Image caption: Upstairs at The Department Stone, the venue for MEET UP London. | Image credit: James Jones

“The Department Store is a great collaboration story between designers, artists, craftspeople and contractors to expose and celebrate the layers of history that were embedded in its fabric. Weaving in a new narrative, the change of use from its original intention as a department store to our HQ comprises the different design departments of Squire & Partners, as well as opening it up for public use through a series of events spaces. These include the new rooftop bar/restaurant and terrace known as Upstairs – where MEET UP London will be hosted!”

And in terms of the conversation that we will be unapologetically putting under the spotlight during that roundtable? Cheung is clued-up on the variety and value of stone in hotel design – more so, perhaps, than any other designer I know. “There has been a development in our understanding that there is a wide variety of stones available, and that applying different finishes can transform the look and feel of the material,” she explained. “For instance, a busy vein-filled stone may be calmed and made more uniform by applying a honed texture. This allows different stones to be used in many more applications, therefore reducing potential waste.”

Image caption: Design studios designed right, inside Squire & Partners' HQ at The Department Stone in Brixton. | Image credit: James Jones.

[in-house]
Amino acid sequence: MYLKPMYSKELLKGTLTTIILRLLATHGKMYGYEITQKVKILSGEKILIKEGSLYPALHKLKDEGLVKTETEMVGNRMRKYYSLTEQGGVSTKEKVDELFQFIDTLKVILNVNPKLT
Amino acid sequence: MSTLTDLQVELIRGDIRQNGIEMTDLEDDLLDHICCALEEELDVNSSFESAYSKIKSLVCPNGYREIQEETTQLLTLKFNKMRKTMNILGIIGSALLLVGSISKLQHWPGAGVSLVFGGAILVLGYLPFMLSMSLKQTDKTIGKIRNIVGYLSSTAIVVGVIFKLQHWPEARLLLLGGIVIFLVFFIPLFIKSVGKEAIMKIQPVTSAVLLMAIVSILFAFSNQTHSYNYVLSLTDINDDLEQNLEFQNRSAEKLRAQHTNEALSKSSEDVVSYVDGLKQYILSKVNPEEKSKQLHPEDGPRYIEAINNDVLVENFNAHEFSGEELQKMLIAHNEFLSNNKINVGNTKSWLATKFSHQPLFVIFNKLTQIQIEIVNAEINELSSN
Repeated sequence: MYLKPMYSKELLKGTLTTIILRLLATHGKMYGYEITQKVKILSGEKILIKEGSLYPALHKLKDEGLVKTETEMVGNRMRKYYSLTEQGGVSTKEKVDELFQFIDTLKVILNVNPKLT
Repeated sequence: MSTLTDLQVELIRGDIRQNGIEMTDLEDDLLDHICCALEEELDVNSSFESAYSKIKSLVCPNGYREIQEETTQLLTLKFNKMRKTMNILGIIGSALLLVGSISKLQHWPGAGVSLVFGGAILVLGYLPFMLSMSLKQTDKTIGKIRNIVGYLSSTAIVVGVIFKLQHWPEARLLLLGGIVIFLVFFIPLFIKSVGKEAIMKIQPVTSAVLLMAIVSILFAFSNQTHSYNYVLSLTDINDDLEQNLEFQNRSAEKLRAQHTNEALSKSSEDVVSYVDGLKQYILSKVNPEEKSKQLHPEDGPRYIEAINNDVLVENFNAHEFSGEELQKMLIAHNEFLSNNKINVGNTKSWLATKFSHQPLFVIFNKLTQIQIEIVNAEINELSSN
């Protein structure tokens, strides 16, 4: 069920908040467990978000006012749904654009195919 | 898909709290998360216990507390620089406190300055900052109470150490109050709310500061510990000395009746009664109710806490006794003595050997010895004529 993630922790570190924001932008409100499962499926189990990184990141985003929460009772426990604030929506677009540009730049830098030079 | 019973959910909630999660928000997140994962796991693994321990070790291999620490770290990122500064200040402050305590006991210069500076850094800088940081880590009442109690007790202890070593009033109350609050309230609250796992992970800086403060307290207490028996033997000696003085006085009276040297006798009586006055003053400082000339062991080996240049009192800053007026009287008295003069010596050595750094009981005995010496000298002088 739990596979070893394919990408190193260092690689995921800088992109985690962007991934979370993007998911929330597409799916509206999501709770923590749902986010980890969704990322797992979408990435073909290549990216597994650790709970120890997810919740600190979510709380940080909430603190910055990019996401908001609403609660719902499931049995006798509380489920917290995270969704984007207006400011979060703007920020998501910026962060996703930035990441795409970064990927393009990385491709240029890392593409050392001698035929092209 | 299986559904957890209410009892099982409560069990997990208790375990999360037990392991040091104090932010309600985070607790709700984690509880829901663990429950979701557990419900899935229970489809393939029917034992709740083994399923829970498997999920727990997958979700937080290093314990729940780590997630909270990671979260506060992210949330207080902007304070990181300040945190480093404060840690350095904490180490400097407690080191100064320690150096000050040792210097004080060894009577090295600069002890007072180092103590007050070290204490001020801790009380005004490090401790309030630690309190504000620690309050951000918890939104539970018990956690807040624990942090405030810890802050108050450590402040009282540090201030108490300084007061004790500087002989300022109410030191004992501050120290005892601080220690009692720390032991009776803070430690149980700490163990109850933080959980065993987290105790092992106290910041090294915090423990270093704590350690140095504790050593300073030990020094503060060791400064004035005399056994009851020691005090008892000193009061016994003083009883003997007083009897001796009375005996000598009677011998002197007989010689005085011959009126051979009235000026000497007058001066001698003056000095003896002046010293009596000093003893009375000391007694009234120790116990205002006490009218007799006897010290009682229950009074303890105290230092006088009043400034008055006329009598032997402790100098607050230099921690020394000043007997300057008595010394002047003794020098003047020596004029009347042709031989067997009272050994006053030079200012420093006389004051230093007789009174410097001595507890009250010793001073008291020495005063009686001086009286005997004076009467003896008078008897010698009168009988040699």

Image caption: Design studios designed right, inside Squire & Partners’ HQ at The Department Stone in Brixton. | Image credit: James Jones.

What is and what isn’t environmentally friendly is a subjective matter at the best of times in commercial interior design. And with a lot of talk on design studios achieving carbon-neutral (embodied carbon) status in projects, I am keen to understand the role of stone moving forward. “There is a lack of transparency within the stone industry on the carbon footprint of the extraction process,” adds Cheung. “Until this information is provided by quarries, real analysis between different materials cannot be made. However, The Ethical Stone Register has made improvements by providing a tool that offers a single source point for ethically and responsibly sourced natural stone, with requirements that member suppliers must comply with.

“Understanding how selected stones are extracted, the impact on the local environment, as well as the welfare of the workers in the quarries, needs to be part of the selection process. We can rely on bodies such as The Ethical Stone Register and be inspired by projects such as Honister Slate Mine and Tout Quarry, which show that former quarries can be converted into wonderful nature reserves and outdoor adventure destinations, offering employment in the local area and new landscapes for visitors to enjoy.”

Outside of research and development, the projects that are benefiting from this human-centric approach to design and materials are no shrinking violets. Ruby Hotels, which first launched in the UK in 2018, is about to add to its London portfolio of hotels with the arrival of the 173-key Ruby Zoe, which will be located in Notting Hill Gate West. “The six-storey building will provide 173 rooms, along with retail that wraps around the ground floor to activate the streetscape at both the front and rear of Notting Hill Gate.